7:30 p.m. EDT: The complex is weakening and will likely continue to weaken over the next few hours. Despite this, strong thunderstorms are dotted across the southeast U.S., that can bring isolated damaging winds and blinding downpours. The majority of this thunderstorm activity will diminish gradually over the next several hours.
6:45 p.m. EDT: Numerous damage reports are coming out of counties across Tennessee. Two inch hail fell across Lawrence County, Tenn around 4:30 p.m. Thunderstorm winds have caused numerous downed trees and power lines in Fentress, Lawrence and Montgomery Counties. Additionally, the wind was powerful enough to blow the roof off of a home and office building in Ethridge.
4:40 p.m. EDT: Damage reports continue to be released as a result of thunderstorms. Most reports are coming out of North Carolina, Kentucky, and West Virginia.
Multiple trees and power lines are down in Catawba County, N.C.
Strong winds have resulted in trees downed in Menifee, Perry and Madison Counties, Kentucky. A 59 mph wind gust was recorded in Laurel County, Kentucky and damages include a roof blown off a tobacco warehouse and one injury after a tree fell on a man.
Trees are downed across the county in Taylorsville, West Virginia with multiple power outages reported.
1:30 p.m. EDT: Storms are taking on a bowing shape pushing across southern West Virginia, producing damaging winds. More power outages are likely, following last week's devastating storms. Occupants were trapped in a truck in north Beckley, W.Va., after trees came crashing down. These storms will progress into western Virginia and clip eastern Kentucky before reaching North Carolina and northeastern Tennessee.
Bristol, Kingsport and Johnson City, Tenn. were in the path of the storms as of 2:30 p.m. EDT.
Meanwhile, a discrete storm across western North Carolina caused wind damage earlier this afternoon. Multiple trees have been downed across Boonville, N.C., while many trees were downed and buildings have been damaged in Dobson, N.C.
12:00 p.m. EDT: A gust front with winds up to 60 mph has slammed Charleston, W. Va. Multiple trees and power lines have been downed. Downpours and frequent lightning strikes were moving southward across the metro area at this time. Strong gusty and storms will roll into Beckley, W.Va. and perhaps the Roanoke, Va. area during the afternoon.
Video of storm hitting Charleston, W. Va.
11:00 a.m. EDT: Storms have pushed into southeastern Ohio, West Virginia and western Virginia. Generally, storms have weakened for now, but with heating of the day storms will turn dangerous across eastern parts of the Ohio Valley and Appalachians into this afternoon. Southern Ohio to northern Georgia lie in the zone at risk. A few severe thunderstorms could still erupt across Michigan as well, while a secondary threat exists for later in the day across the northern Plains. (Full story below)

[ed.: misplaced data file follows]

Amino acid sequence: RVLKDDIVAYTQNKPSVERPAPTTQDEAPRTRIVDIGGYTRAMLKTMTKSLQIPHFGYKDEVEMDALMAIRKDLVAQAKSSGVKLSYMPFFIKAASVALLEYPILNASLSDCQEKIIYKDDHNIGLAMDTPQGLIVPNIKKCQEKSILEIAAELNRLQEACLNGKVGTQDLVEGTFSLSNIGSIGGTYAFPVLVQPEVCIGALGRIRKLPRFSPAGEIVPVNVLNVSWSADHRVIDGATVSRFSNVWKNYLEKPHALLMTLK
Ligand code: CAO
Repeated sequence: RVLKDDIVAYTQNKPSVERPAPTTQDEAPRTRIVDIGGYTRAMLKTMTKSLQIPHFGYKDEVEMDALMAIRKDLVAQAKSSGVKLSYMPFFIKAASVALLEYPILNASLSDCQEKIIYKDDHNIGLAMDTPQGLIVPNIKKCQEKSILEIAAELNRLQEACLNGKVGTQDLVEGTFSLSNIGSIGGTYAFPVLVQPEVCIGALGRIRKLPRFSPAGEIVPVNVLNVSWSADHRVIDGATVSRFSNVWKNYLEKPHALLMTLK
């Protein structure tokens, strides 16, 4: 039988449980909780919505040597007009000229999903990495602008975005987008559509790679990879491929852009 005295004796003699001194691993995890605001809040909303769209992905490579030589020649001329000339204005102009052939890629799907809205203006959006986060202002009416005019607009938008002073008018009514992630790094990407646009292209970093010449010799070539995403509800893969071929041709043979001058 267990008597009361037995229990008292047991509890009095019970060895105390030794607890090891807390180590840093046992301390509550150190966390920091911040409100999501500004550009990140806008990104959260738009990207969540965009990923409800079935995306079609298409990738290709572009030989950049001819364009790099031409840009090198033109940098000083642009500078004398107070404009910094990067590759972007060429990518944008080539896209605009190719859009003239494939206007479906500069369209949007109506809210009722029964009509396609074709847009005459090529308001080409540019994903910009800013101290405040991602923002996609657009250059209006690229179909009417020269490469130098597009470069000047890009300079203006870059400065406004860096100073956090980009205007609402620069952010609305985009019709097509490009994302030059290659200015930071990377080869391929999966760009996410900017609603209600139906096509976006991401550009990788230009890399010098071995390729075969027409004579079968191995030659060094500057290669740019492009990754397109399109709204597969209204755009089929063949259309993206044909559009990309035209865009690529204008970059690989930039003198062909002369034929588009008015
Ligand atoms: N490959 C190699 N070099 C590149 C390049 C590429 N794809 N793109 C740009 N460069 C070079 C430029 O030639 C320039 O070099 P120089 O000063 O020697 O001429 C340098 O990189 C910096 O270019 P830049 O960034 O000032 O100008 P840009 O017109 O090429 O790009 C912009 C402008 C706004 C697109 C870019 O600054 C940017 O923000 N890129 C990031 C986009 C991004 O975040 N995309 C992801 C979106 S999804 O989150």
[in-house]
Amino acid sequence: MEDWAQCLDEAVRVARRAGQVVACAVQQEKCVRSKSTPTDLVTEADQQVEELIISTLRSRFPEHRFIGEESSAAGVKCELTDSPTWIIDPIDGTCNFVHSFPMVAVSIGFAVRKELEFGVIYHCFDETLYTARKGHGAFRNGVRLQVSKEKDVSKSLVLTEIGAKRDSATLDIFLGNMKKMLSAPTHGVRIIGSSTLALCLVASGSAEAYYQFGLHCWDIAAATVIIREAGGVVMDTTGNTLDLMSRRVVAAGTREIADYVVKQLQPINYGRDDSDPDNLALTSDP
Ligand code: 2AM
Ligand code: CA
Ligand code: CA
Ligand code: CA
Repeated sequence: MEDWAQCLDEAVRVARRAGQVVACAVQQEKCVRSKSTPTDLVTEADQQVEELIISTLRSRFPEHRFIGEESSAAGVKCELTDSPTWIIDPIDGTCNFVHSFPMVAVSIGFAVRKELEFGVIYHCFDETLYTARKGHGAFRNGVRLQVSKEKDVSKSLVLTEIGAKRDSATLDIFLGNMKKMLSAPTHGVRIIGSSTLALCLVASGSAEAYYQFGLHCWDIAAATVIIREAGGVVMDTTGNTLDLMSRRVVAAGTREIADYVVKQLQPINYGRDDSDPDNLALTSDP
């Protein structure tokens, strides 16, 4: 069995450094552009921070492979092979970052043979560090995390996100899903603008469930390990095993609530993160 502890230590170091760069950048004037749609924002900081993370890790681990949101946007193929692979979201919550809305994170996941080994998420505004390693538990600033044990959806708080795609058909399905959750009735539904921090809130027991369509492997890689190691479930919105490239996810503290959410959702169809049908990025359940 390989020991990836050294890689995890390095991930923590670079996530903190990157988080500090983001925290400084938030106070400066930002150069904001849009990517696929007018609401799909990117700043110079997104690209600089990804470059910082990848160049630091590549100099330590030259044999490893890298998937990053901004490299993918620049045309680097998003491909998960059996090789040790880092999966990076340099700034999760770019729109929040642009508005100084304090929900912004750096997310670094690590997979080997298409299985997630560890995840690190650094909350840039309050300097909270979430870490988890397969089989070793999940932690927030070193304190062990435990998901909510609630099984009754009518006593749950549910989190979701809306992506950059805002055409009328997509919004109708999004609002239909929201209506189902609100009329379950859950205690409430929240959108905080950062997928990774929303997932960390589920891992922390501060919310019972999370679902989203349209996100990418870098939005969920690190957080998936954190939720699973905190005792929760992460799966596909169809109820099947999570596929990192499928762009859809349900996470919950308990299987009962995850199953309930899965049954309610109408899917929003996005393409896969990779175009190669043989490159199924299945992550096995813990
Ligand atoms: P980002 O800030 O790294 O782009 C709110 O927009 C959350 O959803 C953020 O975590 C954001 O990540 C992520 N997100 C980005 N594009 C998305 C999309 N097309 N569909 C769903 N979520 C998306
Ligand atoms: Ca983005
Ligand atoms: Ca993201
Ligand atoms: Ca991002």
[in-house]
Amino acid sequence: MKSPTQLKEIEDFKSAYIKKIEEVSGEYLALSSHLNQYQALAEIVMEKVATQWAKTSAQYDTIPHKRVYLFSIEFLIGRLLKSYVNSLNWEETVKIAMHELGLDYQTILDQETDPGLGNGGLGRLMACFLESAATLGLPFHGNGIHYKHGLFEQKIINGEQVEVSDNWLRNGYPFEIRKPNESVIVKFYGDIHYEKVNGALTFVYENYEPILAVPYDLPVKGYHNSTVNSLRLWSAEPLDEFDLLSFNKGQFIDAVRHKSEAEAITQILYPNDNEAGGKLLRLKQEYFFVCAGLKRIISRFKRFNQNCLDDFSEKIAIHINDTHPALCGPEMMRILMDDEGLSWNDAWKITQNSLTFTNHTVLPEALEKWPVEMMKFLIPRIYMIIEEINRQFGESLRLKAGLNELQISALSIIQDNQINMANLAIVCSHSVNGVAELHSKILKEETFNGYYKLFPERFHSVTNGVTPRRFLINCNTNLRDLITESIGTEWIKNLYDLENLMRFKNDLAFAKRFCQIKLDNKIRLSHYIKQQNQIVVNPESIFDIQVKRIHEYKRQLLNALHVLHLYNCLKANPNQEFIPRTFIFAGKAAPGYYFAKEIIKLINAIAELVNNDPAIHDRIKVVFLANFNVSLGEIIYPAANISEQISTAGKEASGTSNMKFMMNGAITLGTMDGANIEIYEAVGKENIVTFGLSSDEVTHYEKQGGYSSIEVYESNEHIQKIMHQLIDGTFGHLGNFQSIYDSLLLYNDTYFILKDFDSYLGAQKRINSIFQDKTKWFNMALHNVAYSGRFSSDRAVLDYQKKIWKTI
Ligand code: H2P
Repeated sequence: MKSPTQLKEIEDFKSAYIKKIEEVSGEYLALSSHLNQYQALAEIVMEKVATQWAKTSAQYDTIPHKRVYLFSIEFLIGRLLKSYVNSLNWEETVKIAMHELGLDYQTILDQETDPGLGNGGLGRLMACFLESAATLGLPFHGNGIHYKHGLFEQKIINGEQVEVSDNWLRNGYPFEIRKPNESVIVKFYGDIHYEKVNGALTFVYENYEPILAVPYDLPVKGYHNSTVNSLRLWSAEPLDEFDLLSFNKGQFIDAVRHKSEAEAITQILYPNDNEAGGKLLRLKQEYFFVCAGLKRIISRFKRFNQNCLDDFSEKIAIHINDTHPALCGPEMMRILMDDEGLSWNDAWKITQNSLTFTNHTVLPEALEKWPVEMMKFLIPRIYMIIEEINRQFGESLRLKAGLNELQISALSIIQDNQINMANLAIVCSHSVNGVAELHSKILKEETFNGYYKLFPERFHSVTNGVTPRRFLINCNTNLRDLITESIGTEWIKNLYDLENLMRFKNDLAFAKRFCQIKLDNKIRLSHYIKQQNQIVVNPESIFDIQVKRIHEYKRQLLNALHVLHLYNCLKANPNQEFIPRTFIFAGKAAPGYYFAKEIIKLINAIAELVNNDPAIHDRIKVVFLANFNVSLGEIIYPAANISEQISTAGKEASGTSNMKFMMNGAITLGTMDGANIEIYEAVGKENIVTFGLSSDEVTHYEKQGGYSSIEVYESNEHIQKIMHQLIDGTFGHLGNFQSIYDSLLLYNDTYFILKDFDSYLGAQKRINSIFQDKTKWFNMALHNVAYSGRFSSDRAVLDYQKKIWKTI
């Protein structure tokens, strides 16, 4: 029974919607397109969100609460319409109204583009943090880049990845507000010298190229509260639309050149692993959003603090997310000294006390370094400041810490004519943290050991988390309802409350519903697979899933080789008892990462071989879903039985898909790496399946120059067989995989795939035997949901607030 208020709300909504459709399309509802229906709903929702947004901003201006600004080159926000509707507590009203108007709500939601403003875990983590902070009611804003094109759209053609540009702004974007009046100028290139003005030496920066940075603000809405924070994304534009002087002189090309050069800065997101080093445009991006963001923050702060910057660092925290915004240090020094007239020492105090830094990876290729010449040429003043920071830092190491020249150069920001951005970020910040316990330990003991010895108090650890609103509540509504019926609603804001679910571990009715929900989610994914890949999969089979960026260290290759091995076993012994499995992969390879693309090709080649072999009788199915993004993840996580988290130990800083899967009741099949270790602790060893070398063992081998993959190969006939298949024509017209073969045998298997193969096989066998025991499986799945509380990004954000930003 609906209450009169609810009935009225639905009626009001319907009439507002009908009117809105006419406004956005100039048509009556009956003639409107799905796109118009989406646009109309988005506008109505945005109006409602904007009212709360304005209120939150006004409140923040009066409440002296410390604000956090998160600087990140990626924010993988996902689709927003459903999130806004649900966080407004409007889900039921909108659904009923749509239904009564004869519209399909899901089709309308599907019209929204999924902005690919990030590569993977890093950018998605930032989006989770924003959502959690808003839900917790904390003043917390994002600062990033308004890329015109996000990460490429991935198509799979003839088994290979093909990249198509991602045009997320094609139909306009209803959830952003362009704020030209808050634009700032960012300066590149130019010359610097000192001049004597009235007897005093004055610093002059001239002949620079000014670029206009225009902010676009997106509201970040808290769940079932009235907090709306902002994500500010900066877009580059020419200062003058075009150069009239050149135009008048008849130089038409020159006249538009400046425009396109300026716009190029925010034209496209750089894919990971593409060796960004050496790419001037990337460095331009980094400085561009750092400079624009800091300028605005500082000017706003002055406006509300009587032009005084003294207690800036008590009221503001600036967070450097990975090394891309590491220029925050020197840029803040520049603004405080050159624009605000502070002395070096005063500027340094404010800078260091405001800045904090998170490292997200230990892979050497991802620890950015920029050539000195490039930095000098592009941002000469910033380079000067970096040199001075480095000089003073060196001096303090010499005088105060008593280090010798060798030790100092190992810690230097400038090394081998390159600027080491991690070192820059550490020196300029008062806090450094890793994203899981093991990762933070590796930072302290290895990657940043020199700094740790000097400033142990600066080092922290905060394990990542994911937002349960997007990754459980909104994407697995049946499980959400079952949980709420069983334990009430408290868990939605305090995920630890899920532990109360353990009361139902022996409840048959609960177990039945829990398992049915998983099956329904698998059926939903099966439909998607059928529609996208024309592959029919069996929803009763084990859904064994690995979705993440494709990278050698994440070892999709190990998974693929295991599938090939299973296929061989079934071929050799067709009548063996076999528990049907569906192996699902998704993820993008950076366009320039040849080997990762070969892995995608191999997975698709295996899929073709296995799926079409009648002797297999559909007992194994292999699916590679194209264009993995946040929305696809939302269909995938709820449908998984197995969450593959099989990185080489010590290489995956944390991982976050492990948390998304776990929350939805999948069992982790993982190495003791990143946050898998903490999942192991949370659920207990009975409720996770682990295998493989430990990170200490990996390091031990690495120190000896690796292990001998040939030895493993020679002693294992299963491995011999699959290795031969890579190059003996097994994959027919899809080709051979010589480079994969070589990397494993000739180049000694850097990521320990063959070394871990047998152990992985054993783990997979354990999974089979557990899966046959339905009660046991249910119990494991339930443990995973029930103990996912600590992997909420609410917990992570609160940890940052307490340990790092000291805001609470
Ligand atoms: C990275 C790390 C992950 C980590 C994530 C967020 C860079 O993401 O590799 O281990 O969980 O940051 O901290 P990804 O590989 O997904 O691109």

Television journalist Sara Shookman from Cleveland tweeted this photo of storm damage.
8:00 a.m. EDT: The cluster of thunderstorms that tore across Michigan early this morning, downing trees and power lines, is now heading southeastward across Ohio. Trees and power lines have already been downed across Cuyahoga and Lorain counties in Ohio.
The areas of highest risk for severe weather today will include Cleveland, Cincinnati, Roanoke and Charlotte.
The most widespread impact of the thunderstorms will be damaging wind gusts, threatening power outages to some areas that were hard-hit late last week. However, the strongest storms could also produce large hail and even a tornado.
All thunderstorms across the region, whether they turn severe or not could bring heavy downpours and dangerous cloud to ground lightning.
Anyone spending time outside or extending their 4th of July celebrations will want to keep an eye to the sky across the region and be alert for changing weather conditions. Heed any severe thunderstorm or tornado-related warnings by quickly finding shelter.
Setting the Stage for the Rounds of Severe Storms
Whenever warm, moist air meets cooler, drier air, the resulting boundary will often produce adverse weather. This will hold true for much of the Great Lakes and northern Plains today.
Across the southern United States, stubborn high pressure will continue to allow for lingering heat and humidity from the nation's midsection to the South and mid-Atlantic.
Farther north, Canadian air will try to work into the region but until high pressure gives way, fronts will continue to struggle to dip south into the region, and the fighting boundaries will produce potentially violent thunderstorms.
Join us weekdays at noon and Thursdays at 4 p.m. EST and for enhanced breaking coverage when severe weather strikes.
Unsettled weather for the extended Labor Day weekend will be across the Southeast, Upper Midwest, northern Rockies and the Four Corners.
The combination of moisture from Erika and a non-tropical system will drench areas from Florida to the South Carolina coast through the middle of the week.
A stormy weather pattern will prevail through September across much of southern South America.
A rapid shutdown of tropical activity and an end to hurricane season in early September is not likely this year, despite a strong El Nino.
Tropical Depression 14-E is several hundred miles southwest of Mexico and is expected to strengthen slowly into a tropical storm.
East Coast (1775)
Matecumbe Key, FL (1935)
Labor Day Hurricane hit Florida. Pressure at Matecumbe Key dipped to 26.35"/892.3 mb. Most intense hurricane ever to hit the U.S. with 200-mph wind. Tide of 15 feet; 408 dead.
Mecca, CA (1950)
126 degrees - highest ever for U.S. in Sept.